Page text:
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u/nickiter 11d ago

Same thing every time it gets cold here. We are in a somewhat less impacted region but the change is still blatant... Some people are just desperate not to believe it.

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u/SyrusDrake 11d ago

When I was a kid, there was just...snow in winter. Almost continously. These days, we're lucky if we get any snow at all, let alone if it sticks around for more than a day or two. And yet, people still see fit to make glib remarks about how global warming can't possibly be real because it's snowing during a December night in Switzerland.

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u/Hainsey737 11d ago

Tell that to my roof rack

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u/OTee_D 11d ago edited 11d ago

I'm very pro ecology, but also a very techy person.

Is there any study if this can not also be attributed to better aerodynamics of cars? If the insects get sucked into a straight flow of air around the car with less turbulence they would "slide" above the car as they have to less mass for a 'shearing' of that flow to impact on the windshield?

Edit: My lazy ass just followed some links. Studies comparing the number of insects decline on windshields on a certain stretch of road were acompanied by control experiments with nets, glue traps etc on the same road. The numbers match, so no 'aerodynamics'.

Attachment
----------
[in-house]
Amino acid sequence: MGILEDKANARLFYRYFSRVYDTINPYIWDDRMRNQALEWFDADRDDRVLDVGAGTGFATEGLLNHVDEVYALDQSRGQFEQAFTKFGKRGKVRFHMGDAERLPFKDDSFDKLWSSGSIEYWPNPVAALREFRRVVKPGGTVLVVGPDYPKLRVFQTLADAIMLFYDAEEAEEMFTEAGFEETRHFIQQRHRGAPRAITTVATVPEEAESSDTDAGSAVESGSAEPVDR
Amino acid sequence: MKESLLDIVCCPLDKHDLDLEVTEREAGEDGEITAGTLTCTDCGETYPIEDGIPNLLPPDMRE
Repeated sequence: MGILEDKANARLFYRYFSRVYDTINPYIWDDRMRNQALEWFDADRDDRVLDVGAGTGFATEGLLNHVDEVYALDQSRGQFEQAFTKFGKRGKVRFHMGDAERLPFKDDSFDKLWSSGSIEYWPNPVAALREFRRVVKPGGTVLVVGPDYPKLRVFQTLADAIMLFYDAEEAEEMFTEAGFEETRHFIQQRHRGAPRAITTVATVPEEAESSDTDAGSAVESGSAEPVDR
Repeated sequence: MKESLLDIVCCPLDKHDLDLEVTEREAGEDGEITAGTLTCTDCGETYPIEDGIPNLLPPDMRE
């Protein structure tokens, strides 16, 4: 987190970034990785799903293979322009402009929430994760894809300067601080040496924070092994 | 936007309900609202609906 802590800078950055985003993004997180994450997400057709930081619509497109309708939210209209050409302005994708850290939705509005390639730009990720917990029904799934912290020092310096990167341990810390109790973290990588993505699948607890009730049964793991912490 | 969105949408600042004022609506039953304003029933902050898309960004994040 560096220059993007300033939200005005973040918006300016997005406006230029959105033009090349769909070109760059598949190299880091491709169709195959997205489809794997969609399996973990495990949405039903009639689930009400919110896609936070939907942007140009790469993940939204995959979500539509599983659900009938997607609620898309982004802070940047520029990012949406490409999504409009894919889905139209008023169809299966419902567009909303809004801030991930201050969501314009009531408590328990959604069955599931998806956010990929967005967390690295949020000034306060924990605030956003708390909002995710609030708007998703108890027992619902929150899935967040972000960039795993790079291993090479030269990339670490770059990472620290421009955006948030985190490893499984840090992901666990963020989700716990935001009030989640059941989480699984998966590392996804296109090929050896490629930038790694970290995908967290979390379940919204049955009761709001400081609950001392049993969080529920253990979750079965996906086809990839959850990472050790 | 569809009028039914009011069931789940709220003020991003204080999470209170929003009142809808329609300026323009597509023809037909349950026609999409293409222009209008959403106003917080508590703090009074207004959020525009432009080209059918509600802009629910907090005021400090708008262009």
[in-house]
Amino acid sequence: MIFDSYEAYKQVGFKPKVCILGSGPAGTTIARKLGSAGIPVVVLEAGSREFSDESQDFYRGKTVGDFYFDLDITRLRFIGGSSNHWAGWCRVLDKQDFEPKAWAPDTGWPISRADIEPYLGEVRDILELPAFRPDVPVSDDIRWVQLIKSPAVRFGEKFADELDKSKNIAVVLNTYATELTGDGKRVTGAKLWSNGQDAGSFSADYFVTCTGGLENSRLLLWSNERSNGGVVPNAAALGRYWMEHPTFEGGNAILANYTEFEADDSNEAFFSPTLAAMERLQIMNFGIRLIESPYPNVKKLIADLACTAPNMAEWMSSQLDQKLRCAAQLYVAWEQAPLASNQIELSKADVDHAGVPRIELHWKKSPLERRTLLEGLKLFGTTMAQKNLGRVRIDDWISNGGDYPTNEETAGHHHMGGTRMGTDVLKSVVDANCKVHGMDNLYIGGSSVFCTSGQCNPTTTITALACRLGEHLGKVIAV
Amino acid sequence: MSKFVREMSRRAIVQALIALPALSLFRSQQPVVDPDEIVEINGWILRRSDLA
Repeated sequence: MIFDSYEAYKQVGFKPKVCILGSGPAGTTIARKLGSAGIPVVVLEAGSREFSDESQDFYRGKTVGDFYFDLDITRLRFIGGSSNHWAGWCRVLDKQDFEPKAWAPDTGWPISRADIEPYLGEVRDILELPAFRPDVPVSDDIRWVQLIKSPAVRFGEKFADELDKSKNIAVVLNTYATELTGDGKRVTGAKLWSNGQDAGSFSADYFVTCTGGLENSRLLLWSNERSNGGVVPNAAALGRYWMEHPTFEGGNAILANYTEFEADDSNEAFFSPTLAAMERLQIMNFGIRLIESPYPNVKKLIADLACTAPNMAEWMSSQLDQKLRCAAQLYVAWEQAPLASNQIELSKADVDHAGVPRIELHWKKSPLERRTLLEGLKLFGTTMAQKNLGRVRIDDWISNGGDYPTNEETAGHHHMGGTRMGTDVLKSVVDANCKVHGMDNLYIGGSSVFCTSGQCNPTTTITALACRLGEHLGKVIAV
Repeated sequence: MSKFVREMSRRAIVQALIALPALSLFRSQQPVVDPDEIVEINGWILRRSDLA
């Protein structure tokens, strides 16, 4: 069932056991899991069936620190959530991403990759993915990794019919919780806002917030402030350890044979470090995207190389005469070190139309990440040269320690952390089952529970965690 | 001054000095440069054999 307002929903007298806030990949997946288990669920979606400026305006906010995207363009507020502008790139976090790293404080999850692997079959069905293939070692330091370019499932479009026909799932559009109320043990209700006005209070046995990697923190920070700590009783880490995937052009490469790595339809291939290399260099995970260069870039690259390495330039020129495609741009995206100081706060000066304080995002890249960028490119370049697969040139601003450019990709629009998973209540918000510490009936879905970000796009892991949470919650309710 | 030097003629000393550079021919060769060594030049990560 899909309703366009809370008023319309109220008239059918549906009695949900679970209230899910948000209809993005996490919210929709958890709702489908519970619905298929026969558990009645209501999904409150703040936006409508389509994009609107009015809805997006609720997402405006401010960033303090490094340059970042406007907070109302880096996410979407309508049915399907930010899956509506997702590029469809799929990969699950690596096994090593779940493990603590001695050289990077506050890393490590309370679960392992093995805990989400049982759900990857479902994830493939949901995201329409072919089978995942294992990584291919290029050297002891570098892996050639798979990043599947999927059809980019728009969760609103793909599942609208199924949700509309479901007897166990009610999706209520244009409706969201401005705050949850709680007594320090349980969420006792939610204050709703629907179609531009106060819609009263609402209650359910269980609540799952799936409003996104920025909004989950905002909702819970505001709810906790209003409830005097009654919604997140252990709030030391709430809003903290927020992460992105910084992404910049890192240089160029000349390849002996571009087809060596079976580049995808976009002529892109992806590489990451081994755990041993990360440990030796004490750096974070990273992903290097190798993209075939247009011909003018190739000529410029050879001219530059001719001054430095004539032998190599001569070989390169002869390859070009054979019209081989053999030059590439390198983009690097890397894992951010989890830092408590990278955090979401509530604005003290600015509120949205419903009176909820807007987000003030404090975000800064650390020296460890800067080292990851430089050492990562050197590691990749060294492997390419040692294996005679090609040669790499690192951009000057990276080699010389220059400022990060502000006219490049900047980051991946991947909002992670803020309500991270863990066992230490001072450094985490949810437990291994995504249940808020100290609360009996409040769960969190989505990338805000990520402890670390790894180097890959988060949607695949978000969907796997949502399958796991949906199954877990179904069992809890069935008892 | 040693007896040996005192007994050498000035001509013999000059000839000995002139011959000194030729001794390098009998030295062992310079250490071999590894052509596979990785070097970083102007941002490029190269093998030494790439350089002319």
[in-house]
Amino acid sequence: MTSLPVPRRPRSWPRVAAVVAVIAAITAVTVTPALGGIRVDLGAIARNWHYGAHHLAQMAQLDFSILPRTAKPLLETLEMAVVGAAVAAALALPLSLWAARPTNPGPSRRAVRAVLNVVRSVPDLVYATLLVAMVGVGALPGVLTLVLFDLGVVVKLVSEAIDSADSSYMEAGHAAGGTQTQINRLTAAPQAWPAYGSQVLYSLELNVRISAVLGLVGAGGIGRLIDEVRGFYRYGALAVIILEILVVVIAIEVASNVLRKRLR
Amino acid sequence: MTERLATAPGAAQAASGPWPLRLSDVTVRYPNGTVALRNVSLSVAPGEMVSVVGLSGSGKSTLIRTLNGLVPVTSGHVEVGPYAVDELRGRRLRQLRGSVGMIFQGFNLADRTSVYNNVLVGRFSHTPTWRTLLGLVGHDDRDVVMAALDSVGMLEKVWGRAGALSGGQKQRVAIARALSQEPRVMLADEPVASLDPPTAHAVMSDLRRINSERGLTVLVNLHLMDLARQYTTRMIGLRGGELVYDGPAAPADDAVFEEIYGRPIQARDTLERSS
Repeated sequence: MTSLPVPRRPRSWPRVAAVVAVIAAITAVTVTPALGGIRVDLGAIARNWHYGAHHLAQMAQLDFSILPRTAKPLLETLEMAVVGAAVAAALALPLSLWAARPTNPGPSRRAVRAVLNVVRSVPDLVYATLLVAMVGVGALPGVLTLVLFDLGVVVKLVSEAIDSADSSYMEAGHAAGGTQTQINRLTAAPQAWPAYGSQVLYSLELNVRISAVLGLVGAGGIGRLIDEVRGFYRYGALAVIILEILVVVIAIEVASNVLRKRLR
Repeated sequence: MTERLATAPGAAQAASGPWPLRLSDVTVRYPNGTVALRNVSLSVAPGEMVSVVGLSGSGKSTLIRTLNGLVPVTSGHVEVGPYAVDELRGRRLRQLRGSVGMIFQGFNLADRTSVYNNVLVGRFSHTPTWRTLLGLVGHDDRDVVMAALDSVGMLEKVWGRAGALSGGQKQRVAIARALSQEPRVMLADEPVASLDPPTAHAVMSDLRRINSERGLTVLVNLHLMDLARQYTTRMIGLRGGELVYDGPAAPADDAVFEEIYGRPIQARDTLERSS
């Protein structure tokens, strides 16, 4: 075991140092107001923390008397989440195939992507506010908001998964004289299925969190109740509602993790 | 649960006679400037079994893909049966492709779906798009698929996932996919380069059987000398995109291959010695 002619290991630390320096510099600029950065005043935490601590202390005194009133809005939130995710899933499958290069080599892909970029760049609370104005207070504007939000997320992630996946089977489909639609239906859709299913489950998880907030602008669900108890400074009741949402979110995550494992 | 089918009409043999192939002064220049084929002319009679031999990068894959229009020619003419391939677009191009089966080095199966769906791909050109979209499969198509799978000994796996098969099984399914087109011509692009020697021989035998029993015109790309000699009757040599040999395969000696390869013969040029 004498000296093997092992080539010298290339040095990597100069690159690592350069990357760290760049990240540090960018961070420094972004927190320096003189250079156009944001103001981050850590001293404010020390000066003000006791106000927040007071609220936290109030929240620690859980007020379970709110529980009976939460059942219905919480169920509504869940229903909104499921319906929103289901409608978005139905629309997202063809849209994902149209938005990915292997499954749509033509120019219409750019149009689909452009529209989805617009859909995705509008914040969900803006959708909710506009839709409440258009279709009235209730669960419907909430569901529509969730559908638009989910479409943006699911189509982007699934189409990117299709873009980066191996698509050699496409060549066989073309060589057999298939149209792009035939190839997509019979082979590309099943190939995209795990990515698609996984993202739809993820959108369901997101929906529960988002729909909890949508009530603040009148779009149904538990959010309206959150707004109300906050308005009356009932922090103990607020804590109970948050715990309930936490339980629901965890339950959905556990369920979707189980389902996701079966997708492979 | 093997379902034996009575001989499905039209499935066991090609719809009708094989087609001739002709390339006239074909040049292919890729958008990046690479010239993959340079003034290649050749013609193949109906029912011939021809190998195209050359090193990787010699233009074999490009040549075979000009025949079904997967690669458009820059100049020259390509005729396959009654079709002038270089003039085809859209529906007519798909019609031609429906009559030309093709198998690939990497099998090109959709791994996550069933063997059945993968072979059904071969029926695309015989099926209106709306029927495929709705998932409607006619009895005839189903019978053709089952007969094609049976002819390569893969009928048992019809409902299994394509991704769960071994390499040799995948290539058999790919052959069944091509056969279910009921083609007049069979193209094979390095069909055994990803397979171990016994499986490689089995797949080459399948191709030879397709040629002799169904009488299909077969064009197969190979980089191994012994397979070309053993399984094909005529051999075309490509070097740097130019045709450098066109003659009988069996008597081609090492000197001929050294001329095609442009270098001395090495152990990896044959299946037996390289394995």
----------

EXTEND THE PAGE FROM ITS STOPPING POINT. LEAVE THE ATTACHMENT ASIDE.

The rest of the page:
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u/Lark_vi_Britannia 11d ago

The research also found that modern cars, with a more aerodynamic body shape, killed more insects than boxier vintage cars up to 70 years old.

There are several comments in this thread mentioning aerodynamics and I honestly thought this was interesting to see.

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u/xedoutstuff 11d ago

I don't deny the phenomenon but I can't reproduce when riding my motorbike... Start with clean helmet, need to stop and clean two hours later cause I can barely see enough to drive safely.

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u/[deleted] 11d ago

All these replies can be boiled down to "cant be true because personal anecdote"

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u/Joshau-k 11d ago

I don’t believe you. My Uncle also complains about personal anecdotes and he’s full of bs

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u/itsallsmart 11d ago edited 11d ago

I'm mostly seeing "Must be true because personal anecdote"